PSA Defends Diesel Engines After French Probe Goes to Prosecutor

  • Peugeot maker says it’s “surprised”’ by ministry decision
  • French government is examining emissions at dozen carmakers

PSA Group defended emissions mechanisms in its Peugeot and Citroen cars, expressing “surprise” that the French government sent results of an investigation into the company’s diesel engines to a prosecutor.

France’s Economy Ministry late Thursday said it’s sending a report from its fraud office about PSA’s emissions to the Justice Ministry, making it the fourth carmaker to warrant such scrutiny, following similar announcements in the past year about Renault SA, Volkswagen AG and Fiat Chrysler Automobiles NV.

PSA “complies with all the regulations in force in all countries where it operates,” the company responded on Thursday, stating that its vehicles have never been equipped with cheating software. The shares rose 0.7 percent to 17.43 euros at 9:48 a.m. in Paris trading.

Europe’s third-biggest automaker is being probed as part of a wider investigation into nitrogen oxide emissions of diesel vehicles in France. Regulators have raised the pressure on automakers to comply with rules since Volkswagen admitted to having used software to lower the emissions of its cars’ fumes to pass tests. The European Commission has urged member states to further look into vehicles in their jurisdictions.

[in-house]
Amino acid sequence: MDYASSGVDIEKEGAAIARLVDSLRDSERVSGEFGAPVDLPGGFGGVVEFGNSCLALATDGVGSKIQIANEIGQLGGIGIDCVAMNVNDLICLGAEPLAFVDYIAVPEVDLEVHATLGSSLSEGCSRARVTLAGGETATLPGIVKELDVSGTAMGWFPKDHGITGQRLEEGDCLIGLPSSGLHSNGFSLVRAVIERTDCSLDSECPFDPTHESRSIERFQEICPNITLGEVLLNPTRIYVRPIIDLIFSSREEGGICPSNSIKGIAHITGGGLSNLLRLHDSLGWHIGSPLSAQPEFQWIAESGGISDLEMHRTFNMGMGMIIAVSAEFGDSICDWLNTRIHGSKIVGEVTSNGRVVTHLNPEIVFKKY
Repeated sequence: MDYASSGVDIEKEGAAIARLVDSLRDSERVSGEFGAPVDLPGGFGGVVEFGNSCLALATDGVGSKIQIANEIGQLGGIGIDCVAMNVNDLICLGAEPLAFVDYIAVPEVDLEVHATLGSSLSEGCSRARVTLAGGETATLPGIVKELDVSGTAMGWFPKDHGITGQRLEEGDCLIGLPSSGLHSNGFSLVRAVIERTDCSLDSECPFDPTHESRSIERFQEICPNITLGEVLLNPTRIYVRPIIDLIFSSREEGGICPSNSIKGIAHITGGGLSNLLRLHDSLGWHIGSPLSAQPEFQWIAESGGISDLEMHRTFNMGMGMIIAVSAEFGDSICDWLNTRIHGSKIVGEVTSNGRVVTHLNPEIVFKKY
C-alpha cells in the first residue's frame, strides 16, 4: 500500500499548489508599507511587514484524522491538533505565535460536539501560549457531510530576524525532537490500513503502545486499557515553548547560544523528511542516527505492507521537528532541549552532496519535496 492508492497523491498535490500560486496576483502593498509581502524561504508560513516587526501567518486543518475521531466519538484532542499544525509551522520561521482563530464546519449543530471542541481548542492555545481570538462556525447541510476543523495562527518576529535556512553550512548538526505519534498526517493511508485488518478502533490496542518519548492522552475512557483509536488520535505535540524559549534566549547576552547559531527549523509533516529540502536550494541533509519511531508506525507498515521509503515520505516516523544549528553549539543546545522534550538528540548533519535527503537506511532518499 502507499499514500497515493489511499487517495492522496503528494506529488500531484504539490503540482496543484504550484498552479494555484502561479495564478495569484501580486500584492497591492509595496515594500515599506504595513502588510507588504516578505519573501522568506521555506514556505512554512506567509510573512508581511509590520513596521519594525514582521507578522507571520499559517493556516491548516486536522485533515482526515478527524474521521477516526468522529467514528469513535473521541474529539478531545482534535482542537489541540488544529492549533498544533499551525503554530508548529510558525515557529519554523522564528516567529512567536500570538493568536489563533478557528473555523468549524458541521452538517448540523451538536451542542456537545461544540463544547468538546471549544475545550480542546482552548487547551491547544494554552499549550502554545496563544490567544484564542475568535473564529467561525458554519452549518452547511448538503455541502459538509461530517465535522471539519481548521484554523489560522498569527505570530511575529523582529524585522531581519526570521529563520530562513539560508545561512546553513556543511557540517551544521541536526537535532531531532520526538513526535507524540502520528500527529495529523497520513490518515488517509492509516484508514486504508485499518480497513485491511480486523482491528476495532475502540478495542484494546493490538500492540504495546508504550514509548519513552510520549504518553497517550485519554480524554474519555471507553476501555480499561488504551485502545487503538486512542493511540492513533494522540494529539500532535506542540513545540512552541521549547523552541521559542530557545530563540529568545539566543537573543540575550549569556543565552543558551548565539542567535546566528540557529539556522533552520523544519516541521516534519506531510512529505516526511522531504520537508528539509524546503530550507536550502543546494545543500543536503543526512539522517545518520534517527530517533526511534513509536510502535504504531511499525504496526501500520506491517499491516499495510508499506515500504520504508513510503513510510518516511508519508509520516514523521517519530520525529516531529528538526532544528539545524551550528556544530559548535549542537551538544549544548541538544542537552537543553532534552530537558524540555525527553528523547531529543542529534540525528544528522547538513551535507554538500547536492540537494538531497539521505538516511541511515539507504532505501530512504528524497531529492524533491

The French government is examining emissions mechanisms at a dozen carmakers selling diesel vehicles in the country. The fraud office’s probe into PSA was partly based on documents obtained during a search raid at the company, it said.

The Paris prosecutor has already opened preliminary probes on the issue at Renault and Volkswagen and has also received a report from the economy ministry’s examination of Fiat Chrysler. Investigations into other carmakers are still ongoing, the ministry said.

The inquiry concerns vehicles that comply with the European Union norm known as Euro 5, which started coming into effect in 2009.

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